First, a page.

Arnold Kling  

Daily Kipper- und Wipperzeit Update

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Tyler Cowen writes,


Arguably it's now a question of who stares down whom. If you do not doubt German resolve, bet on the ECB and lend money to Italy fairly cheaply. If you fear that Italy suffers from its own version of the great stagnation, and doesn't have good enough political institutions to make decent reforms (and now the hammer of the private capital markets is partially removed), maybe the ECB will cry uncle at some point and give up. Knowing that, confidence will not return and the speculators will continue to pounce. We'll see soon enough what the markets think.

Read the whole thing. Peter Oborne is even more distressed.

I am in the skeptical camp. My line is that as long as you have bad debt that is priced at par, you have an active crisis. To the extent that the ECB is trying to keep the price of weak-country debt close to par, it is not offering a credible solution. Uncertainty will prevail in the markets.

On the other hand, if it were to set prices that were far below par but which it is willing and able to pay, then it can remove the uncertainty. The resolution to the original Kipper- und Wipperzeit did that, where the new bank would weigh the debased coins issued under the previous regime and set prices based on those weights. The Brady Bonds did that for the Latin American debt crisis. If you ask me, somebody needs to produce a Brady Bond sort of resolution to the European debt crisis. It will be ugly, and some European banks will be insolvent, which in turn will require re-pricing some of their liabilities (presumably not their deposits) and shutting some of them down. But keeping the crisis fires burning will be even uglier.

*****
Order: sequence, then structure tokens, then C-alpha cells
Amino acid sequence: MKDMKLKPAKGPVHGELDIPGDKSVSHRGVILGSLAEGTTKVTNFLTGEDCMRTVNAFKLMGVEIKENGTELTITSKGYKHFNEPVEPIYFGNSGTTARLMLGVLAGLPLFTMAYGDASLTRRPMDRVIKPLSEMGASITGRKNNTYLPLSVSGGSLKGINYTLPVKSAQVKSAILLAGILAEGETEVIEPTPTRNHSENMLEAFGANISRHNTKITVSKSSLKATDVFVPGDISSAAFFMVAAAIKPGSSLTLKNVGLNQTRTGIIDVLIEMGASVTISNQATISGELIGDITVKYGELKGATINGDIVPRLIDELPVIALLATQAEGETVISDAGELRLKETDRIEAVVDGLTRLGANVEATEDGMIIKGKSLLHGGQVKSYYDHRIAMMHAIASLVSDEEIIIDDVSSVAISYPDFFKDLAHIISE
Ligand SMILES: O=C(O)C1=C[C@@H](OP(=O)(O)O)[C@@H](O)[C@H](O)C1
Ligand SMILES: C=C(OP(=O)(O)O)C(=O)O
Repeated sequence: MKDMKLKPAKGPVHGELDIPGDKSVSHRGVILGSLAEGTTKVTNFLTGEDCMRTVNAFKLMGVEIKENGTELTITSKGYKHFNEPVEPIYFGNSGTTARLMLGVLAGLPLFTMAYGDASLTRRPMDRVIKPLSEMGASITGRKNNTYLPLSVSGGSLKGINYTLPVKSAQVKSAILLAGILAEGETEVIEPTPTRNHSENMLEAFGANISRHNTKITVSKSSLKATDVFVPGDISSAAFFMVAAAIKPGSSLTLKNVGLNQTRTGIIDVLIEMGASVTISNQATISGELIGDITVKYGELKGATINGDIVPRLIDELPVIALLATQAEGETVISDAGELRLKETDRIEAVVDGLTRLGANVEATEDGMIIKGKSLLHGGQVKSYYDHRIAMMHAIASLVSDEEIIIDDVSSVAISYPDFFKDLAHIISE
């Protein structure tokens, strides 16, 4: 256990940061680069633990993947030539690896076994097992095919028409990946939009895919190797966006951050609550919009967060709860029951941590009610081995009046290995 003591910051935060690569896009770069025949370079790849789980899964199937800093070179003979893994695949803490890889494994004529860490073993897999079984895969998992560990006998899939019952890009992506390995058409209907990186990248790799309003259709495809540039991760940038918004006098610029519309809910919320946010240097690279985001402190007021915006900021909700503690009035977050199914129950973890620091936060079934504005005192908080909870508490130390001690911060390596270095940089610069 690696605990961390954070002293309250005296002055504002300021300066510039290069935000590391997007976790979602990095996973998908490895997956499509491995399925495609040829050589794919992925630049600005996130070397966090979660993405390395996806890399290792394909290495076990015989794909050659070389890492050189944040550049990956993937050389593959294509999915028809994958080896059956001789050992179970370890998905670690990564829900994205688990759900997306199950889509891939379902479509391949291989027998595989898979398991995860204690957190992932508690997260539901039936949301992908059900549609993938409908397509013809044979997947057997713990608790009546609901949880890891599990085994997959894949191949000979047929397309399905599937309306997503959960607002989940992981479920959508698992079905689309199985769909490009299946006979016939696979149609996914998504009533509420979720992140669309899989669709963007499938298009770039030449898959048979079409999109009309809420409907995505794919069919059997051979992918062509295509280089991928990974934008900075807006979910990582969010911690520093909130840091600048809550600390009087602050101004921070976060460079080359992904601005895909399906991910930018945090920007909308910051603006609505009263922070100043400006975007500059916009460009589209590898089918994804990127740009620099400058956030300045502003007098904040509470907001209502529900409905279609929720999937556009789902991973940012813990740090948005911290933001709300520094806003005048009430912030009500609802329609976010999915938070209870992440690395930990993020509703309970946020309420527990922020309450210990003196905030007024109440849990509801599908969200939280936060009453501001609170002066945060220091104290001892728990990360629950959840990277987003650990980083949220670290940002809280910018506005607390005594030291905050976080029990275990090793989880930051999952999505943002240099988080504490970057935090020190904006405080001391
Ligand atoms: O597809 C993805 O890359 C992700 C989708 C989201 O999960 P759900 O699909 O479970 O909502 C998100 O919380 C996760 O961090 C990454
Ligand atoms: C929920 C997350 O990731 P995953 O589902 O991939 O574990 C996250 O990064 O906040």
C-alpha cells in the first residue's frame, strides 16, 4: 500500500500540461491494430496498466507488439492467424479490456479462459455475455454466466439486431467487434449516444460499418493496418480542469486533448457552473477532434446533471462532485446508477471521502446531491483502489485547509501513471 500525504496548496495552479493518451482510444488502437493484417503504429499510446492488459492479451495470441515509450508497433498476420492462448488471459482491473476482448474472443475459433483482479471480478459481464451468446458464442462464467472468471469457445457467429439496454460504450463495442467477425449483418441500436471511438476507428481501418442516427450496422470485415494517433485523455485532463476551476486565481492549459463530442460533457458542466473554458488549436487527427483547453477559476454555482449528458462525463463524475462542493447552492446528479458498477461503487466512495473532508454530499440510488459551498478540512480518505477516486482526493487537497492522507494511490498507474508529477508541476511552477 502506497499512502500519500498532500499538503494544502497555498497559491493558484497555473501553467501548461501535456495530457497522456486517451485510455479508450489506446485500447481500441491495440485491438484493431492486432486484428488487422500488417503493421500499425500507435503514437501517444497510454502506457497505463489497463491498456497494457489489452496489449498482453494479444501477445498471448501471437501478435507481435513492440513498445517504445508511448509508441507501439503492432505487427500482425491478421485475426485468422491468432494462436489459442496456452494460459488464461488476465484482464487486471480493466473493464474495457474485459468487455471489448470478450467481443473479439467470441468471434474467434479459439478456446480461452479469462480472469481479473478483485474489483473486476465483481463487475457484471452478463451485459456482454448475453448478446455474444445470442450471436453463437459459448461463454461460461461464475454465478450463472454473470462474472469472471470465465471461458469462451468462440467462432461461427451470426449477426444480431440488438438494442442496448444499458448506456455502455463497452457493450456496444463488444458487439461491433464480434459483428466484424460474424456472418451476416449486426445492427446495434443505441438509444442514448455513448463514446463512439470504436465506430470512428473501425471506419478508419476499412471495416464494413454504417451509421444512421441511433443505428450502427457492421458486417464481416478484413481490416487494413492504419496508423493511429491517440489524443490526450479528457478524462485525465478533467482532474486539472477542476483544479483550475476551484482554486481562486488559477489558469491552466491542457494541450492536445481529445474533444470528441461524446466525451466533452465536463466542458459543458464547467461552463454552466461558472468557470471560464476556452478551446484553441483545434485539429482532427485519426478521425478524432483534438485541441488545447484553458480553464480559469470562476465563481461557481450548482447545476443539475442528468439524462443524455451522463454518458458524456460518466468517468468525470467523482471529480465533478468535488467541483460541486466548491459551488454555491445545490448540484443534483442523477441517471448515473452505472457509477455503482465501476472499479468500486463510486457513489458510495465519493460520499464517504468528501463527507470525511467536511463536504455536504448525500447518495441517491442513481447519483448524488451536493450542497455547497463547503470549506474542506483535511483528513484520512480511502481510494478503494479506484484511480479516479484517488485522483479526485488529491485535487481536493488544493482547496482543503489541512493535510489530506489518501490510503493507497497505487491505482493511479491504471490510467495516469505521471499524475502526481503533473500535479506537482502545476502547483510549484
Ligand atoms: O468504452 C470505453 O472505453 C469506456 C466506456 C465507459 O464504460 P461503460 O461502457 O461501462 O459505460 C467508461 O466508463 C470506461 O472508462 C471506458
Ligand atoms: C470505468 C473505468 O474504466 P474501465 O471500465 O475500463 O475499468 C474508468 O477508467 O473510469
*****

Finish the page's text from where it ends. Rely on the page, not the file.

COMMENTS (4 to date)
Philo writes:

". . . if it were to set prices that were far below par but which it is willing and able to pay, then it can remove the uncertainty." The prices it offers to pay need not be "far below par": *with sufficient inflation*, they can be at par, after all. The ECB can inflate its way out of this crisis. It is obviously very reluctant to do so, but it may finally be on the brink of accepting that this is the best course.

Hugh writes:

All this pain just to save the Euro - and it may be too late anyway.

I would like to think that our finest minds are looking for the best (least painful) way of freeing European countries from this gruesome experiment.

Alas, they almost certainly aren't.

Joe Cushing writes:

I think this whole economic slump would be behind us if we hadn't spent the last 4 years trying to prevent market clearing prices. Sure, the economy could suffer severely for a short while but ultimately these lower prices would jump start the economy and it would probably happen faster than 4 years. Prices need to reflect economic reality in order for an economy to flourish. I wish they'd just get it over with--it's like taking 4 yeas to peel off a band aid.

Yancey Ward writes:

Arnold wrote:

If you ask me, somebody needs to produce a Brady Bond sort of resolution to the European debt crisis.

Bruce Krasting suggested the same thing several months ago.

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